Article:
In HotSpot, a Java thread may have a couple of different IDs, depending on the context.
This ID could be fetched from java.lang.Thread.getId() or java.lang.management.ThreadMXBean.getAllThreadIds(). It's platform independent.
In Oracle/Sun's JDK implementation, this ID is simply a auto-incrementing long, starting from 1, assigned to each Java-level java.lang.Thread object when they're initialized.
Quote from java.lang.management.ThreadMXBean's JavaDoc:
Thread ID is a positive long value returned by calling the Thread.getId() method for a thread. The thread ID is unique during its lifetime. When a thread is terminated, this thread ID may be reused.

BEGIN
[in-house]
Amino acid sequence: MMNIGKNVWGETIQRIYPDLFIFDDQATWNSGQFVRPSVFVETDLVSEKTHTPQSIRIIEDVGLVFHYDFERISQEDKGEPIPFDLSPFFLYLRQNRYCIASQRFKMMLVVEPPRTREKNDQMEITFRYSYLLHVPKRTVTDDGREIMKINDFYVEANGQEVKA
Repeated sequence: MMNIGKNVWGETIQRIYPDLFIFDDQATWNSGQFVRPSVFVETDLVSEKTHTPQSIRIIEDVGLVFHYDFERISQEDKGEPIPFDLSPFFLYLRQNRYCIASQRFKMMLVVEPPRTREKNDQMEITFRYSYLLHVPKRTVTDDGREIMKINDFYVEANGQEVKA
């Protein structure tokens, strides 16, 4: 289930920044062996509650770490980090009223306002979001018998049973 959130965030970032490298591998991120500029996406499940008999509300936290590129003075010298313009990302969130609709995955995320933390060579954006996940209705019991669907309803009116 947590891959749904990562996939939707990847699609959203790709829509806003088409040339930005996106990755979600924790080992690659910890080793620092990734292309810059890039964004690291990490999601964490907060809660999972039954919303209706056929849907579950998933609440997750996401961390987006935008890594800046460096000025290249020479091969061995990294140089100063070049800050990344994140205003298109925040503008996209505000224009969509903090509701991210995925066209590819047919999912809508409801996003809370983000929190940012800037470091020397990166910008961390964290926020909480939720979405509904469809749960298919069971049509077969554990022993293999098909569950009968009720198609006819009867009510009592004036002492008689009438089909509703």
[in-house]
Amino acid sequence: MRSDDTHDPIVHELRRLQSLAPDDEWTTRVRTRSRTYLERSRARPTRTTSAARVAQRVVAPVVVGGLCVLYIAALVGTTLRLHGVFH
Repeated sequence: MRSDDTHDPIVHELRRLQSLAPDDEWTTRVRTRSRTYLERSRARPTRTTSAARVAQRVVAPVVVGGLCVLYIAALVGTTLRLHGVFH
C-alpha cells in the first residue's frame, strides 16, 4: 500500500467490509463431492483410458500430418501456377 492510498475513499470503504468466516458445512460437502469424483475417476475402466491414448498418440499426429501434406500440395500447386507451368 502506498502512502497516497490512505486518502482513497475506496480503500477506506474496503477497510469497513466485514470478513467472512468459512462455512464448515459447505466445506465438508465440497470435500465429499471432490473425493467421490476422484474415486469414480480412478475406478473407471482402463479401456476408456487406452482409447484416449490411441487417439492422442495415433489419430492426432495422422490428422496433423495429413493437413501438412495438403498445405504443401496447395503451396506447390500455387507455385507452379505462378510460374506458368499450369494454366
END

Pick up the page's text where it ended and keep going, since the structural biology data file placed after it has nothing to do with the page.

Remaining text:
Some methods in this interface take a thread ID or an array of thread IDs as the input parameter and return per-thread information.
This ID is highly platform dependent. It's the nid in jstack thread dumps.
On Windows, it's simply the OS-level thread ID within a process.
On Linux, it's the pid of the thread (which in turn is a light-weight process).
On Solaris, it's the thread as returned by
On Mac OS X, it is said to be the native pthread_t value.
This is also platform dependent. It's the tid in jstack thread dumps.
// print guess for valid stack memory region (assume 4K pages); helps lock debugging st->print_cr("[" INTPTR_FORMAT "]", (intptr_t)last_Java_sp() & ~right_n_bits(12));
That's the last pair of brackets in a
jstack output for Java threads. If it's showing "0x0000000000000000", then last_Java_sp == NULL, which means there is no last Java frame for this thread.
See the Java source files in this gist. To compile them, Project Lombok's lombok.jar and JDK's sa-jdi.jar are required on classpath.